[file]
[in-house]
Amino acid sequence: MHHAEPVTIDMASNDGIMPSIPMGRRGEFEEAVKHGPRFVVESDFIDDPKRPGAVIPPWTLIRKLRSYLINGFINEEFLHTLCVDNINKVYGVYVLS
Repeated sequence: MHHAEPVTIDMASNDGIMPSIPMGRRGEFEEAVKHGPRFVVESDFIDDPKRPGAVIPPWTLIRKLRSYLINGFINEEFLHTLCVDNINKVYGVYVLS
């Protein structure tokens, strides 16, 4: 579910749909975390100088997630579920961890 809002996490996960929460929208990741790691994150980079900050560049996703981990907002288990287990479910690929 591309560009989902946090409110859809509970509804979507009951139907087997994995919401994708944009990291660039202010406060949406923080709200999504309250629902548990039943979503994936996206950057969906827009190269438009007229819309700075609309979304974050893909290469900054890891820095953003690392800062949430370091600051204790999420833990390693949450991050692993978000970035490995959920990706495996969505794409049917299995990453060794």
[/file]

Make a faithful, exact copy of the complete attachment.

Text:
[in-house]
Amino acid sequence: MHHAEPVTIDMASNDGIMPSIPMGRRGEFEEAVKHGPRFVVESDFIDDPKRPGAVIPPWTLIRKLRSYLINGFINEEFLHTLCVDNINKVYGVYVLS
Repeated sequence: MHHAEPVTIDMASNDGIMPSIPMGRRGEFEEAVKHGPRFVVESDFIDDPKRPGAVIPPWTLIRKLRSYLINGFINEEFLHTLCVDNINKVYGVYVLS
């Protein structure tokens, strides 16, 4: 579910749909975390100088997630579920961890 809002996490996960929460929208990741790691994150980079900050560049996703981990907002288990287990479910690929 591309560009989902946090409110859809509970509804979507009951139907087997994995919401994708944009990291660039202010406060949406923080709200999504309250629902548990039943979503994936996206950057969906827009190269438009007229819309700075609309979304974050893909290469900054890891820095953003690392800062949430370091600051204790999420833990390693949450991050692993978000970035490995959920990706495996969505794409049917299995990453060794």